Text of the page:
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Evidence-Based Reviews

Is this child bipolar? What’s needed to improve diagnosis

With genetic and brain imaging biomarkers, early intervention could protect at-risk kids.

Vol. 6, No. 10 / October 2007

When does bipolar disorder begin? That question confounds clinicians, worries parents, and is leading researchers such as Kiki D. Chang, MD, to look for answers in families with this highly heritable disorder.

“Parents with bipolar disorder know what’s happening if their children have early symptoms,” Dr. Chang says. “They tell me, ‘I don’t want my child to go through what I went through, and he’s having the same symptoms I did.’”

Dr. Chang believes early psychotherapy and medication might prevent prodromal bipolar disorder from fully developing. His team at Stanford University is among those seeking genetic and brain imaging biomarkers to make a pediatric bipolar diagnosis more reliable. Lack of age-specific criteria may be causing overdiagnosis, as suggested by a 40-fold increase in 10 years in the number of children and adolescents being treated for bipolar disorder.1

In this interview by Robert A. Kowatch, MD, PhD, Dr. Chang describes a child with probable early signs of bipolar disorder and discusses why early intervention is both complicated and promising.

Children at risk for bipolarity

DR. KOWATCH: You’re studying children considered at high risk for developing bipolar disorder; why are these studies important?

DR. CHANG: High-risk children represent a chance to understand risk factors for developing bipolar disorder and what the early symptoms are. By “high risk,” we mean children and adolescents who possess a genetic predisposition toward bipolar disorder.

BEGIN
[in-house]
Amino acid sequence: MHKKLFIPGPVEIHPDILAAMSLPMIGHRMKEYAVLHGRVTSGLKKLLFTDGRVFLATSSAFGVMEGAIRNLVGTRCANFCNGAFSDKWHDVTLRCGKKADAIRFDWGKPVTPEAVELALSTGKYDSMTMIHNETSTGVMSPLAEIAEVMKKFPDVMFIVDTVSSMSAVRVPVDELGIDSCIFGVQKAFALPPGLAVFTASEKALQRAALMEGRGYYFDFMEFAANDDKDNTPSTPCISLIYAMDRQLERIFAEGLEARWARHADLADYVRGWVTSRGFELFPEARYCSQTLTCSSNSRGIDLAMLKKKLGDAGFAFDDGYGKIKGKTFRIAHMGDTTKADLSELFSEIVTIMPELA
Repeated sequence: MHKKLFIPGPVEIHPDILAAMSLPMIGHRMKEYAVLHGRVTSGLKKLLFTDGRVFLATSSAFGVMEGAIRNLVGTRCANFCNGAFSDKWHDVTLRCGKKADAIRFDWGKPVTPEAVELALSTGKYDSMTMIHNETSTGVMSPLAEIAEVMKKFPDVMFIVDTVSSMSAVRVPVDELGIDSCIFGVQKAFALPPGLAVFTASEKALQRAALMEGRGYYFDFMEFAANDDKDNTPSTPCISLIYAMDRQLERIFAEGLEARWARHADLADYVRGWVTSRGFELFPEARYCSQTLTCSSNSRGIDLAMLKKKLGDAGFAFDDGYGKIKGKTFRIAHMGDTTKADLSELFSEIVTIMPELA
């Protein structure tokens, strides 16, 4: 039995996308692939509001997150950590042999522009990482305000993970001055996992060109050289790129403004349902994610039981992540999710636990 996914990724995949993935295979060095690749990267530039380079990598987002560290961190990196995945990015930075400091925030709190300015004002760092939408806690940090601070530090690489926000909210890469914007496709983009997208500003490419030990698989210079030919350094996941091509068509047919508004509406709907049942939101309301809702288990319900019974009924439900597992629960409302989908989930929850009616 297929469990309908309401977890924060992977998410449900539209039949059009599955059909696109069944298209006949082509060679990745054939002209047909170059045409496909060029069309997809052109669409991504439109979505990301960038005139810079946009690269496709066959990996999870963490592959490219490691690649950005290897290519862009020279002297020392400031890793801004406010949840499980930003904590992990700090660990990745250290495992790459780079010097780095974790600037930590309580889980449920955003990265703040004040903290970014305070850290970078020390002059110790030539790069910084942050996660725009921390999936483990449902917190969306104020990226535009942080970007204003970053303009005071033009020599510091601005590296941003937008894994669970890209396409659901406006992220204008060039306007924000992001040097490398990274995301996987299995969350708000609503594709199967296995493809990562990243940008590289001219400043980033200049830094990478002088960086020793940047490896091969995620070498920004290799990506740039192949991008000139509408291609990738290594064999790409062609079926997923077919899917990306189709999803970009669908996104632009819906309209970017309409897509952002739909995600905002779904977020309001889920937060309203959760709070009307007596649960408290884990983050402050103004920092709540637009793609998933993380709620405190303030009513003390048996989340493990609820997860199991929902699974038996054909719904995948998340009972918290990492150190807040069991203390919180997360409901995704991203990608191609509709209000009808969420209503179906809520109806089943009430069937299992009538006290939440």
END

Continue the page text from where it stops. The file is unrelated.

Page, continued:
Bipolar disorder develops over time; a boy such as “Brian” (Box 1) likely would have gone 3 to 5 years on the stimulant—not doing well—until he had a manic episode at age 14 or 15. The full mood episode usually does not develop until later, with the right—or you could say wrong— combination of environment and stressors acting on a genetic predisposition.

DR. KOWATCH: Do the parents of the children you’re studying have bipolar disorder?

DR. CHANG: Yes; we’re studying what we call “bipolar offspring”—children with biological parents with bipolar disorder (Box 2).2-4 One also could look at siblings; having a brother or sister with bipolar disorder increases risk as well. If you search back in these families, usually you’ll find many relatives with bipolar disorder who reflect the child’s genetic predisposition.

Box 1

Case report: 10-year-old is ‘just like I was,’ says bipolar mom

Mrs. M, age 35, had early-onset depression but was not diagnosed with bipolar disorder until age 22. She requests a consultation for her 10-year-old son, Brian, whom she suspects also may have bipolar disorder. “I know there’s something going on; he’s just like I was, but no one would listen to me,” she says.

The boy’s pediatrician prescribed methylphenidate for “a little inattention” but felt that Brian was doing okay in school and had some friends. The stimulant might be helping, says Mrs. M, but she is not sure.

You talk to Brian and learn he has some anxiety. He sometimes gets very excited and runs around, and sometimes he does not sleep well. If you consider all the symptoms, this child has anxiety, attention-deficit/hyperactivity disorder, short depressive periods that affect his functioning, and a parent with bipolar disorder.

You ask further, and Brian tells you about hearing conversations and voices of old friends, his parents, and unknown people in his head, usually neutral, and not commanding or commentating. No one has asked him about parapsychotic phenomena, and he’s never reported this to anyone.

Box 2

‘Bipolar offspring’: High risk for bipolar disorder

In adults, the incidence of bipolar types I and II is approximately 4%.1 Because two-thirds of adults with bipolar disorder have onset during childhood or adolescence, the incidence of pediatric bipolar disorder may be 1% to 2%. It could be as high as 3% if you include children with prodromes or early forms of the disorder.